Autoplay
Show Thumbnails
Show Captions
LINKEDINCOMMENTMORE

Michigan and Michigan State, along with programs across the country, are set to begin preseason camp next Friday, but the Big Ten has not yet given the go-ahead.

Big Ten commissioner Kevin Warren and Craig Kratochvil, chair of the conference’s Task Force for Emerging Infectious Diseases, sent a letter to Big Ten athletic directors on Thursday, indicating there will be a decision regarding the start of camp “within the next five days.” 

“We will not, and cannot, proceed with preseason camp until we are certain that we can do so safely and that will depend, in part, on testing,” according to the letter, which was published Friday by Cleveland.com. “Once we have everything in place to execute our testing protocols effectively, including the appropriate number of tests secured for all fall sports, we can make a decision as to whether preseason camp will begin as currently scheduled.”

Earlier this month, the Big Ten announced its 14 member schools will play a conference-only schedule this fall, and that includes football, but nothing definitive has been made official.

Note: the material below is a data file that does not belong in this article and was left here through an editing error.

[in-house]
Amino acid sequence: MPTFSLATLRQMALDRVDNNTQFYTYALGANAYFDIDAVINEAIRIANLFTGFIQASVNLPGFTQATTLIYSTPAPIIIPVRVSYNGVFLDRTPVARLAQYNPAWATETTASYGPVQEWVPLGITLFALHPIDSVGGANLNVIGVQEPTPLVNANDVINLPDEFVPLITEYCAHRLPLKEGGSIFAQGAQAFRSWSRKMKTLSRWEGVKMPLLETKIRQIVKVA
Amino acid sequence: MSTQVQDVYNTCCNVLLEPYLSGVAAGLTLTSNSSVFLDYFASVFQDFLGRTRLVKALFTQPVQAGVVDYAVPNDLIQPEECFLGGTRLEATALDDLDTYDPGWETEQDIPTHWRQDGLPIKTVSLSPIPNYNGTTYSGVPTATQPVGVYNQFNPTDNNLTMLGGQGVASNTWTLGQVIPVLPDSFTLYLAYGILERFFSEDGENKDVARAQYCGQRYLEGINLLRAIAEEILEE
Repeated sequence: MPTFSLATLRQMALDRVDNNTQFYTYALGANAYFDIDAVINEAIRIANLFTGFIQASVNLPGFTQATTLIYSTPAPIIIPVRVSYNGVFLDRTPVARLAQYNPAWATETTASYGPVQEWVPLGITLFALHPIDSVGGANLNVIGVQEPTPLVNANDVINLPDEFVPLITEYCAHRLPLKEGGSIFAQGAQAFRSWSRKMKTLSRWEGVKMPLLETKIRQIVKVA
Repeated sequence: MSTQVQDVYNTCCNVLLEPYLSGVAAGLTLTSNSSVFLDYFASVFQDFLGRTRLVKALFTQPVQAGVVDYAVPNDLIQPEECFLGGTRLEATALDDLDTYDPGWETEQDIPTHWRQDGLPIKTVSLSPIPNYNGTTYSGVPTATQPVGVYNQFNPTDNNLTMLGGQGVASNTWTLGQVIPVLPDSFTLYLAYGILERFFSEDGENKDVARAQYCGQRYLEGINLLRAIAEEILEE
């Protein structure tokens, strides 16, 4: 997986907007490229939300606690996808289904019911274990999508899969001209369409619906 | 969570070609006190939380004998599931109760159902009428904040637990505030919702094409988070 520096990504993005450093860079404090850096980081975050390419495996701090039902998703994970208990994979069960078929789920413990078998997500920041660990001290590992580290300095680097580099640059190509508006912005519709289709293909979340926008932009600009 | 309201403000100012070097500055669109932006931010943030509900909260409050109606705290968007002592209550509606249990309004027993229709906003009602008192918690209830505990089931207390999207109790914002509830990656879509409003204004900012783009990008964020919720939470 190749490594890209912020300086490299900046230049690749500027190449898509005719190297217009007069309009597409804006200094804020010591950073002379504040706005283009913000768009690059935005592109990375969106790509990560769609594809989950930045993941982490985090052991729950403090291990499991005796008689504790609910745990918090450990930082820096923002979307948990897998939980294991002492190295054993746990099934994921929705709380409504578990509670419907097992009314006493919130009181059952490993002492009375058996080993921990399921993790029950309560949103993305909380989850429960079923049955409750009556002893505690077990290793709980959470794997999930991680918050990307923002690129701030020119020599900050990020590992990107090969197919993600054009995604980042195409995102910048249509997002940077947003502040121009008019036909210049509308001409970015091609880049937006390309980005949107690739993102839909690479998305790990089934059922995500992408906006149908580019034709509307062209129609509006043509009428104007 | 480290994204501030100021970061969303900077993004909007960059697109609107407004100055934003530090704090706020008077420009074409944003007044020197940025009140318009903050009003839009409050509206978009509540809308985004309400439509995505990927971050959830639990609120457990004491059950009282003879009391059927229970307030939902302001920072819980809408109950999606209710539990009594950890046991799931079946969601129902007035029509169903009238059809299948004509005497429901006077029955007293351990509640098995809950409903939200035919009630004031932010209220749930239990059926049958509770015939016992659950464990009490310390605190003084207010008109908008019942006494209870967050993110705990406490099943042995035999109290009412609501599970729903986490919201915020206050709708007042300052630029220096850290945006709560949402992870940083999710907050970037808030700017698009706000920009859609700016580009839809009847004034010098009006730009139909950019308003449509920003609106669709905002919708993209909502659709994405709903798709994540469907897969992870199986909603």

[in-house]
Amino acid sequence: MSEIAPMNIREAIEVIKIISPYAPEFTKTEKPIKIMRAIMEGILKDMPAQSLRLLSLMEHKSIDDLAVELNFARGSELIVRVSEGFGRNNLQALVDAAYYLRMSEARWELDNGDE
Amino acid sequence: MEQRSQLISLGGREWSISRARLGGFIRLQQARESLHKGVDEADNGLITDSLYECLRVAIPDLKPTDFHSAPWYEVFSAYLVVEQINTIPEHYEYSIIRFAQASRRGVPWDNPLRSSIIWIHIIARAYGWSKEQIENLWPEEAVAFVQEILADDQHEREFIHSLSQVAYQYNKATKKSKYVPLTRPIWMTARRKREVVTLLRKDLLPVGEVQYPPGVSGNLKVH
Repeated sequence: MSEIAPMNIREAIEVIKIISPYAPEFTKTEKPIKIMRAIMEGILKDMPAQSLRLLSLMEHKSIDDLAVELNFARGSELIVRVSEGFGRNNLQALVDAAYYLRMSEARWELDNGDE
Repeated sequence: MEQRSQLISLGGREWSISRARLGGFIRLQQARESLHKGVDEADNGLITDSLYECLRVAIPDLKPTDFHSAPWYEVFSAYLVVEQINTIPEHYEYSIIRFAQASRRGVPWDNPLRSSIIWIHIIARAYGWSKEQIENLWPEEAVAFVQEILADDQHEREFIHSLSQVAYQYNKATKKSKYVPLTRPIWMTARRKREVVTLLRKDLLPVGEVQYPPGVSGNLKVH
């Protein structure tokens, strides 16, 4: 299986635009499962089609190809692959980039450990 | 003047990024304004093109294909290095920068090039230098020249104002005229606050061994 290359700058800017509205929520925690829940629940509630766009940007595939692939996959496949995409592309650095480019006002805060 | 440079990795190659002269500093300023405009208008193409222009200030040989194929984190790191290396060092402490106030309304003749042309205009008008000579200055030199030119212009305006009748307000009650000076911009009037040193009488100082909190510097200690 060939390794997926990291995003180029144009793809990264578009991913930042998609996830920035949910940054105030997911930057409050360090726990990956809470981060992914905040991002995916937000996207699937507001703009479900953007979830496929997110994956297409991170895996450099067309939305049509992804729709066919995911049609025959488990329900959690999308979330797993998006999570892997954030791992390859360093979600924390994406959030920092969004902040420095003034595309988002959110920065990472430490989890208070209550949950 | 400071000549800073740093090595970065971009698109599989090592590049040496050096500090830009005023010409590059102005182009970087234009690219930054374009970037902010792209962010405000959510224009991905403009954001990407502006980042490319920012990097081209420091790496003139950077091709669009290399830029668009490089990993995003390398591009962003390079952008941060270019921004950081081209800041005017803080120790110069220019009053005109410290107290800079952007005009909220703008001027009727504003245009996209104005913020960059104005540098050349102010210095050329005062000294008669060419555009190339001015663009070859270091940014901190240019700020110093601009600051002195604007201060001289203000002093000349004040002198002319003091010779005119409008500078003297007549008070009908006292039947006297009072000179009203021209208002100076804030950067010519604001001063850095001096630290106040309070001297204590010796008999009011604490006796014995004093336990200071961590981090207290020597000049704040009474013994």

Warren, in the letter, indicated there will be an announcement regarding the Big Ten's medical policies and protocols for COVID-19 next week to establish consistent testing across the board.

More: Report: Michigan vs. Ohio State likely to be played early in football season

Still, Warren maintains a cautious approach, as he has since the COVID pandemic suspended on-campus activities in mid-March. He has relied on medical experts from his Big Ten Task Force that includes representatives from every school.

Football programs began on-campus voluntary workouts in June, and Michigan now has student-athletes from 18 teams currently on campus. Michigan State paused football workouts last Friday and the entire program entered a 14-day quarantine and isolation after a second staff member tested positive for COVID-19.

“If we determine as a Conference that it is not prudent to compete in the fall of 2020, we will not do so, much like our decision in March 2020 to cancel the Men’s Basketball Tournament in Indianapolis,” Warren said in the co-signed letter. “Our final decision will be rooted in guidance from medical experts and in consultation with institutional leadership, student-athletes, coaches and appropriate federal, state, and local authorities.”

While the resumption of football has dominated the national conversation, the schedules for are all fall sports are being considered. The letter states the conference is looking at several options and remains “hopeful” for a September start.

The letter stressed the need for the member schools to be “adaptable to changes” as the conference decision-makers consider ever-changing medical information.

“Even issuing a schedule does not guarantee that competition will occur,” the letter states.

LINKEDINCOMMENTMORE